Rick Scott stepped to the podium to start a Tallahassee press conference when a man approached him with a handshake.
“Mr. Scott,” the man said. “I have a subpoena here for you.”
Scott’s brief smile fell from his face as he grabbed the subpoena.
Scott didn’t know it at the time, but he had indirectly just come in contact with a man who would become a persistent thorn in his side for the next four years: Steven R. Andrews, a Republican Tallahassee trial lawyer with mad-scientist hair and a flair for headline-grabbing.
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Andrews had sent the process server at the time — Aug. 10, 2010, to be exact — to deliver a lawsuit that sought to force Scott to disclose a sealed deposition he gave in a healthcare lawsuit six days before announcing his bid for governor. Andrews lost that suit, which sought to declare Scott a “public hazard.”
Now, almost four years later to the day, Andrews is still vexing Scott over public disclosure.
On Wednesday, Andrews won a battle in a public-records lawsuit against Scott’s administration when a Tallahassee judge ruled that Google and Yahoo must disclose information about private email accounts held by Scott as well as his current and former employees.
Asked later by reporters if he or his staffers used the accounts to discuss public business privately, Scott issued a blanket denial.
“Absolutely not. We follow the law,” Scott said. “This is just an individual that sues the state, tries to cause problems”
Brace yourself for more “problems,” governor.
Andrews has unearthed evidence indicating the private email accounts might have been used for public business — despite Scott’s much-ballyhooed “Project Sunburst,” which was supposed to provide unprecedented transparency in Florida government.
In March 2013, Scott’s former chief of staff emailed the governor’s private account, firstname.lastname@example.org, to urge the governor to appoint state Sen. John Thrasher as lieutenant governor. Scott sent the email to Sunburst — but he waited more than a month to do it.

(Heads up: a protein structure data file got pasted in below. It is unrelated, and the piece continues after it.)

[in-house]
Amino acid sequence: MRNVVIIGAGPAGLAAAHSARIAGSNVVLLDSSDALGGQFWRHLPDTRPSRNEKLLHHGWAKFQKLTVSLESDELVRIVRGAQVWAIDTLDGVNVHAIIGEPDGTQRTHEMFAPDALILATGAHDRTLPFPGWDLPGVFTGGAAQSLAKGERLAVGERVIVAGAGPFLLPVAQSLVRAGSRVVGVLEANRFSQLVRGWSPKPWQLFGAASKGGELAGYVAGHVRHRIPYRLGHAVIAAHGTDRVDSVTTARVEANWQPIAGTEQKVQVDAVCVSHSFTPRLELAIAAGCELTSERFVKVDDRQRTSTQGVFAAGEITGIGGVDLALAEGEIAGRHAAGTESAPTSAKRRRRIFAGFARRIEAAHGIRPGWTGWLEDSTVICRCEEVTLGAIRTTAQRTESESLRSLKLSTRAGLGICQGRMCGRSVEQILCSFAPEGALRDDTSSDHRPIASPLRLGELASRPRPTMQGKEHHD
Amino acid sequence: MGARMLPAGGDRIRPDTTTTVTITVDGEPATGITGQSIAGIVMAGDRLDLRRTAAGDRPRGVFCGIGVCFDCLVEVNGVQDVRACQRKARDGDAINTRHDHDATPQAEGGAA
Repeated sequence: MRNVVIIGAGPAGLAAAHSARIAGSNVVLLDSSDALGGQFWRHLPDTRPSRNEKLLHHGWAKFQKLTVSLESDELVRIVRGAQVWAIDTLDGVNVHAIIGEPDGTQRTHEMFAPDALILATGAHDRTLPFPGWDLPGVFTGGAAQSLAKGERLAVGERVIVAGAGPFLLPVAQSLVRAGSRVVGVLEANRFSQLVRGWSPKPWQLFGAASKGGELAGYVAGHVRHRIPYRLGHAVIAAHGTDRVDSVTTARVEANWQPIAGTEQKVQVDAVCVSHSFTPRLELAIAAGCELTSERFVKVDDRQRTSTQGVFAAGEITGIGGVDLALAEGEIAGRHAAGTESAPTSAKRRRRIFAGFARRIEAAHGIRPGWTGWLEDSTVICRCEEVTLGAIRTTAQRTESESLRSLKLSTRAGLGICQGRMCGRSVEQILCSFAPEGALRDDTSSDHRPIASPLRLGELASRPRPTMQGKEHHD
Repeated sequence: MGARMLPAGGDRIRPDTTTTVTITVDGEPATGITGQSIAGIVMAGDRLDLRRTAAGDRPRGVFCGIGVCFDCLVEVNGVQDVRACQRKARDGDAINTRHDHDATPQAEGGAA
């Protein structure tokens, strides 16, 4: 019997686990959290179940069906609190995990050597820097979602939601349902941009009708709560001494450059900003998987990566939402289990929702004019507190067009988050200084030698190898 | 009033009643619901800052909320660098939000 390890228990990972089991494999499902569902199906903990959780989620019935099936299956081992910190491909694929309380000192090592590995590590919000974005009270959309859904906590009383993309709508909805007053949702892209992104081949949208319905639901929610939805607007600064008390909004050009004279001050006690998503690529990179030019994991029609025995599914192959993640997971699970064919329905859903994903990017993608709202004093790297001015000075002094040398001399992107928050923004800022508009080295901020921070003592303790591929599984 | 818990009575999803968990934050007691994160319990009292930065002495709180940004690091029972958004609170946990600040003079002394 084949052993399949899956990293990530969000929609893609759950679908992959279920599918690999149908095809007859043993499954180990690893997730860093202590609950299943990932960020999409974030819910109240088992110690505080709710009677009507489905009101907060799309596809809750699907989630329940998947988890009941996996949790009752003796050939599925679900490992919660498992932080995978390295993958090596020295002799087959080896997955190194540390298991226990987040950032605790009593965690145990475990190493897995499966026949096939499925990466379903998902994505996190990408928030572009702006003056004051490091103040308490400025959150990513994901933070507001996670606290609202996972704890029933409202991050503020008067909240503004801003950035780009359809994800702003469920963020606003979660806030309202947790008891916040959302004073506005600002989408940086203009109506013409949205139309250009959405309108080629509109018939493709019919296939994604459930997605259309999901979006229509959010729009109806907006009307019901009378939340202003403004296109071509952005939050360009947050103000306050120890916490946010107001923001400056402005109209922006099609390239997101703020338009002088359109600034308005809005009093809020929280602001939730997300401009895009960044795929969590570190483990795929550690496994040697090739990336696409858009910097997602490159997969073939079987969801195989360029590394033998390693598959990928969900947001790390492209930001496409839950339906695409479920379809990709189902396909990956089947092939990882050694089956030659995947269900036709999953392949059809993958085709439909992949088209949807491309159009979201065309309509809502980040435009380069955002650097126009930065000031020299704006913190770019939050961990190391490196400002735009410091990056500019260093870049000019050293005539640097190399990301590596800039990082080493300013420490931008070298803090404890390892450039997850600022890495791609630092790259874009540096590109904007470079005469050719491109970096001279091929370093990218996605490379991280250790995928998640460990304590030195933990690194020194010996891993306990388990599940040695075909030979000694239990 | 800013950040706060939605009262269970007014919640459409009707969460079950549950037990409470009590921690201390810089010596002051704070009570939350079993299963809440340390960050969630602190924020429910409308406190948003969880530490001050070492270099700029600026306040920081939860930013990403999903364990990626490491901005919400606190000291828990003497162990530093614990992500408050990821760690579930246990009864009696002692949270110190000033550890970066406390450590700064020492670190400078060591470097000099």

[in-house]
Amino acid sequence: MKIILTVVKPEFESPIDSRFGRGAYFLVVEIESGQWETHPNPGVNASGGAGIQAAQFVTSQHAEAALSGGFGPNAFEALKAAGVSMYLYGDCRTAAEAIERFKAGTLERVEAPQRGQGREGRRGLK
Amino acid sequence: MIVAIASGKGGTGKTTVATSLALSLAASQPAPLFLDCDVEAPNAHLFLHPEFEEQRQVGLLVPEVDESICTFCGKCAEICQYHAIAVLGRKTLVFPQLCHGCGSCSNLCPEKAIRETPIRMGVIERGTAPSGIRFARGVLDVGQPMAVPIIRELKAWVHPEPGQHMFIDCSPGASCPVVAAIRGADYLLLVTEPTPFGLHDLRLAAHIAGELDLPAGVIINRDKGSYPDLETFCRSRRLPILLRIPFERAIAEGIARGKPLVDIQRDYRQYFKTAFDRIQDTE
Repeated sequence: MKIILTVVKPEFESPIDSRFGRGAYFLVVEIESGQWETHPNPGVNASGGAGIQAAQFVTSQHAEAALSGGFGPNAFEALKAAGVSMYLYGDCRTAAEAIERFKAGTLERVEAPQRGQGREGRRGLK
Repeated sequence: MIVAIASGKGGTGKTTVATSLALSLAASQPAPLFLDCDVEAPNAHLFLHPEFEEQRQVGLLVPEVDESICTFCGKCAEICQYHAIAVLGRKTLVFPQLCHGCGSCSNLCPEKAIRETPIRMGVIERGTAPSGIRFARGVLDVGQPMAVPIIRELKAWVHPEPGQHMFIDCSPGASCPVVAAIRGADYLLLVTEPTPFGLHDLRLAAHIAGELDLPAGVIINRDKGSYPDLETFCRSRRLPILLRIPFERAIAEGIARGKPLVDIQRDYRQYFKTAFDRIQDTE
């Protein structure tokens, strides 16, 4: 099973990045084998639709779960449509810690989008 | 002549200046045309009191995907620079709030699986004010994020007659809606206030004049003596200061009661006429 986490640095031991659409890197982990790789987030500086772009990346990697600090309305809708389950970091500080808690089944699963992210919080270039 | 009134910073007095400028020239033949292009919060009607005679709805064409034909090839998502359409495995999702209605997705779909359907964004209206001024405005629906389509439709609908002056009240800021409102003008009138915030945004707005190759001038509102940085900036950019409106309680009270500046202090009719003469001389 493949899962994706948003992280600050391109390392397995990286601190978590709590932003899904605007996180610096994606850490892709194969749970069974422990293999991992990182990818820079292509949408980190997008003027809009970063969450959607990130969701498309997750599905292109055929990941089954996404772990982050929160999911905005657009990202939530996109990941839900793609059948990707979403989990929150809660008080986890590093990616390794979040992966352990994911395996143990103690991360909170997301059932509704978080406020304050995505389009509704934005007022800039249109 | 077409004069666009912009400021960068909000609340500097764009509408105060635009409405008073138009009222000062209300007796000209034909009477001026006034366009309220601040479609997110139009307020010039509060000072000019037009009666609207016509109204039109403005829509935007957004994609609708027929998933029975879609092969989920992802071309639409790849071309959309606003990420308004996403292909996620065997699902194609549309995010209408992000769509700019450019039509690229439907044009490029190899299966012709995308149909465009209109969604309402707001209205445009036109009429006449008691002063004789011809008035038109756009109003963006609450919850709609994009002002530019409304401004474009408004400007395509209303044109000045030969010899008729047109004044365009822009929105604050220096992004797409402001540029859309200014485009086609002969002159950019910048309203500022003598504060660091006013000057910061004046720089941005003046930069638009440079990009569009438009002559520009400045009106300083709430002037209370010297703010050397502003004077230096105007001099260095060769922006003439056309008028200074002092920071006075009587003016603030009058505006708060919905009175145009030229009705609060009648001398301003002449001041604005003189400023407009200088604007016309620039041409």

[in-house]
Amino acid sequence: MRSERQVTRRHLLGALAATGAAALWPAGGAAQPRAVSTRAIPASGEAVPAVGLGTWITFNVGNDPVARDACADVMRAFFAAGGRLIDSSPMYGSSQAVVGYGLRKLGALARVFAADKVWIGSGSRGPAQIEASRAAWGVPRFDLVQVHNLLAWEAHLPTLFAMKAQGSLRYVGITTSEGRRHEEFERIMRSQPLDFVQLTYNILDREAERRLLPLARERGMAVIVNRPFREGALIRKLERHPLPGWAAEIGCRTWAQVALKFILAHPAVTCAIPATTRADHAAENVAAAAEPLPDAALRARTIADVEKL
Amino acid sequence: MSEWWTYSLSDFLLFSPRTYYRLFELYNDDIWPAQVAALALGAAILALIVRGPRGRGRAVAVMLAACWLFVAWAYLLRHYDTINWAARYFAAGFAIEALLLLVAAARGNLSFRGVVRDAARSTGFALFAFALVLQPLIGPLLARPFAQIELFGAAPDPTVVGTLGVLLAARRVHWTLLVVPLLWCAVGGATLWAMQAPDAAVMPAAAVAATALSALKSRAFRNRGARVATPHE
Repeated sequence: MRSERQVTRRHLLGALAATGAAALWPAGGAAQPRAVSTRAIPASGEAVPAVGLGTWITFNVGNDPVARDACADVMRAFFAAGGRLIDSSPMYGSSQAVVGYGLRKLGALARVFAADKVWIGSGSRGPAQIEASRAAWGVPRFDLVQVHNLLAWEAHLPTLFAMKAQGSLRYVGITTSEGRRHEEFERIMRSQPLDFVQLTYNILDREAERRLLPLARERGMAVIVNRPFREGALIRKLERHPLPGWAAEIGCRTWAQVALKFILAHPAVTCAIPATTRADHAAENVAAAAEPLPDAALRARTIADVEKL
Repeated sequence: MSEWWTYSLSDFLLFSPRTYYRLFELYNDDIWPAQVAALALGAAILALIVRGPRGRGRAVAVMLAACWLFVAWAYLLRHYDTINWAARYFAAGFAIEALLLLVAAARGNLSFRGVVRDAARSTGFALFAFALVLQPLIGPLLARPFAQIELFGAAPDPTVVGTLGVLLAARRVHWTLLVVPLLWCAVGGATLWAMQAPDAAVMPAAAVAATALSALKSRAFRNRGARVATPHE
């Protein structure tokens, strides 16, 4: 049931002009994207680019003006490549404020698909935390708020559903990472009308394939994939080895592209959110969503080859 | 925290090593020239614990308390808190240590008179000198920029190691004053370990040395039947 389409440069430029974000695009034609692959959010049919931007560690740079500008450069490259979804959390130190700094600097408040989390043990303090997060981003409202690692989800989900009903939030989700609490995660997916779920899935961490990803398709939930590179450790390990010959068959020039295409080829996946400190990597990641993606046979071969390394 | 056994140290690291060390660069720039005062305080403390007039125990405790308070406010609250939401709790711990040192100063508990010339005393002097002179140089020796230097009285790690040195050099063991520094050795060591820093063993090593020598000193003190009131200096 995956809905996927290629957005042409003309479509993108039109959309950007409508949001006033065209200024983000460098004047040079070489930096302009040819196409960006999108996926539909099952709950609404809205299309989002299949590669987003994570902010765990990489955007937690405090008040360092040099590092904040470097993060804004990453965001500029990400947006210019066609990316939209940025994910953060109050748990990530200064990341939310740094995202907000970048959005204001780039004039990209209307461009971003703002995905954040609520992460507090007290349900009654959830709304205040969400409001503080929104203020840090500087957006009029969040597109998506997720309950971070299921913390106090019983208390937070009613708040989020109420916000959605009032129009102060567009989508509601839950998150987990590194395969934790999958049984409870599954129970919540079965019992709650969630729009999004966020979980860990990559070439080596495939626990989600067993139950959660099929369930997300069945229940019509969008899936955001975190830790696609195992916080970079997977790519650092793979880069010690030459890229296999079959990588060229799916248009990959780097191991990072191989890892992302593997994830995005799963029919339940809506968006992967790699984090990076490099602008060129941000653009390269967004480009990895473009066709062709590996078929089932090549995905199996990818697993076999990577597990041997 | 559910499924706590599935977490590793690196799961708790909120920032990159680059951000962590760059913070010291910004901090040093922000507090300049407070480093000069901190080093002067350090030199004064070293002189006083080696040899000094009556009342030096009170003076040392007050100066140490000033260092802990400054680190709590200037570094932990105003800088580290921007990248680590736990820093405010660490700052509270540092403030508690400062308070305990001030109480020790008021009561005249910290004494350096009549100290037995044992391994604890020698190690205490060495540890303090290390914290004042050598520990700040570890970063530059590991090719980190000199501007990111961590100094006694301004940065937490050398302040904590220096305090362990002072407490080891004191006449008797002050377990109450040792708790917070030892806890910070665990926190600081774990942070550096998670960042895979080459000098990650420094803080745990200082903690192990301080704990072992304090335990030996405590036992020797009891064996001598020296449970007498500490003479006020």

Before that, in January 2012, a deputy chief of staff sent a text message to the Department of Education’s secretary that said, “Gov just shot me an email that you called. Did you need more clarification from our end?”
Neither of these emails, however, appeared in records requests fulfilled by the governor’s office when Andrews requested them as he pressed a separate lawsuit concerning the sale of a parcel of land near the Governor’s Mansion where Andrews office sits.
In the property dispute, Andrews and state officials sued and countersued each other. Andrews is prevailing so far in that case and has since filed his public-records action to obtain more emails from the governor.
Andrews said the land dispute was likely rooted in personal spite by Scott, still bitter about Andrews’ involvement in the 2010 “public hazard” suit over the deposition Scott gave regarding his healthcare company at the time, Solantic.
Andrews said the state, which had declined for years to exercise an option to buy the land he wanted, suddenly changed course under Scott.
“They can turn off this light switch anytime,” Andrews said. “We didn’t pick this fight. They did. They can end it.”
But Andrews acknowledges he hasn’t made life easier for himself.
In 2012, Andrews successfully represented a former state employee, Carletha Cole, accused of disseminating a secret recording of then-Lt. Gov. Jennifer Carroll’s chief of staff criticizing Scott’s chief of staff. As the case intensified, it grew more bizarre and Cole alleged that she was fired after witnessing Carroll in a lesbian relationship.
Carroll denied it, but then garnered unflattering headlines by saying “usually black women that look like me don’t engage in relationships like that.”
That case came just two years after Andrews sued Scott over the Solantic deposition. Scott is “the corporate spawn of Satan,” Andrews said then.
“I liked the alliteration,” Andrews says nowadays.
At the time, Andrews was affiliated with Scott’s rivals, Republican Attorney General Bill McCollum and Democratic state CFO Alex Sink. Andrews takes credit for unearthing an old deposition in which Scott pleaded the Fifth Amendment right against self incrimination 75 times.
Scott’s refusal to release the separate Solantic deposition — and his press conference where he was subpoenaed and continually called the deposition a “private matter” — damaged his candidacy. Internal Scott tracking polls indicated he lost double-digit support.
In the prior governor’s race, in 2006, Andrews was affiliated with a shadowy political committee that alternately tried to show then-Republican Charlie Crist was either gay or had fathered a child out of wedlock, perhaps due to a rape.
Crist called the allegations “scurrilous.”
Today, Crist is a Democrat and he’s running against Scott.
But Andrews is doing the same old thing: shining a light on Scott that’s giving him political heat.